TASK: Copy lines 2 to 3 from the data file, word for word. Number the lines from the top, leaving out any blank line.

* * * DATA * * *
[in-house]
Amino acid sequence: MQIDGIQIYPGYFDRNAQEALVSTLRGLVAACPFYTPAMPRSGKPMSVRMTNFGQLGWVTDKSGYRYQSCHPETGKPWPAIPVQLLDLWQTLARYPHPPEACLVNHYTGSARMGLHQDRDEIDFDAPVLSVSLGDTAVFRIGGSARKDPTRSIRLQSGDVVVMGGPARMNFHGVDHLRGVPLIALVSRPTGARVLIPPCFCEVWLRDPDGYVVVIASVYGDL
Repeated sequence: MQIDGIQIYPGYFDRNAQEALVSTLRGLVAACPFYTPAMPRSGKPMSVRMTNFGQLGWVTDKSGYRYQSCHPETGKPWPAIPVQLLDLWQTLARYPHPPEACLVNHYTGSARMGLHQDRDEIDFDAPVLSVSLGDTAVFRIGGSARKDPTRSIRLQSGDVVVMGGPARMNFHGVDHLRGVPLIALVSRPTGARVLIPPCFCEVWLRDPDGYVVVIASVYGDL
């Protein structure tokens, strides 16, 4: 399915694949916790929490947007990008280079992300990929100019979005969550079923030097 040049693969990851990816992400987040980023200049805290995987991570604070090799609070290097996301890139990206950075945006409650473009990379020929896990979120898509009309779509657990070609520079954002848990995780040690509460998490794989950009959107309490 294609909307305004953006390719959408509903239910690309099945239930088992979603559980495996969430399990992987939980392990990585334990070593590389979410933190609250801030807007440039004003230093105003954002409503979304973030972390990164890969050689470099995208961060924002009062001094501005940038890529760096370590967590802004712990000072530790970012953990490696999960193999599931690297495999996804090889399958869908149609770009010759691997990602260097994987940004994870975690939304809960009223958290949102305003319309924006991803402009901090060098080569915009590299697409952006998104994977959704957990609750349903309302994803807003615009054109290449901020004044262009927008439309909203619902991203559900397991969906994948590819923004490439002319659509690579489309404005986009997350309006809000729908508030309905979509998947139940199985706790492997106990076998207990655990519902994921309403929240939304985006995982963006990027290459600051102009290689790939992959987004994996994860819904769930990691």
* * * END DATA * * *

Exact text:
Amino acid sequence: MQIDGIQIYPGYFDRNAQEALVSTLRGLVAACPFYTPAMPRSGKPMSVRMTNFGQLGWVTDKSGYRYQSCHPETGKPWPAIPVQLLDLWQTLARYPHPPEACLVNHYTGSARMGLHQDRDEIDFDAPVLSVSLGDTAVFRIGGSARKDPTRSIRLQSGDVVVMGGPARMNFHGVDHLRGVPLIALVSRPTGARVLIPPCFCEVWLRDPDGYVVVIASVYGDL
Repeated sequence: MQIDGIQIYPGYFDRNAQEALVSTLRGLVAACPFYTPAMPRSGKPMSVRMTNFGQLGWVTDKSGYRYQSCHPETGKPWPAIPVQLLDLWQTLARYPHPPEACLVNHYTGSARMGLHQDRDEIDFDAPVLSVSLGDTAVFRIGGSARKDPTRSIRLQSGDVVVMGGPARMNFHGVDHLRGVPLIALVSRPTGARVLIPPCFCEVWLRDPDGYVVVIASVYGDL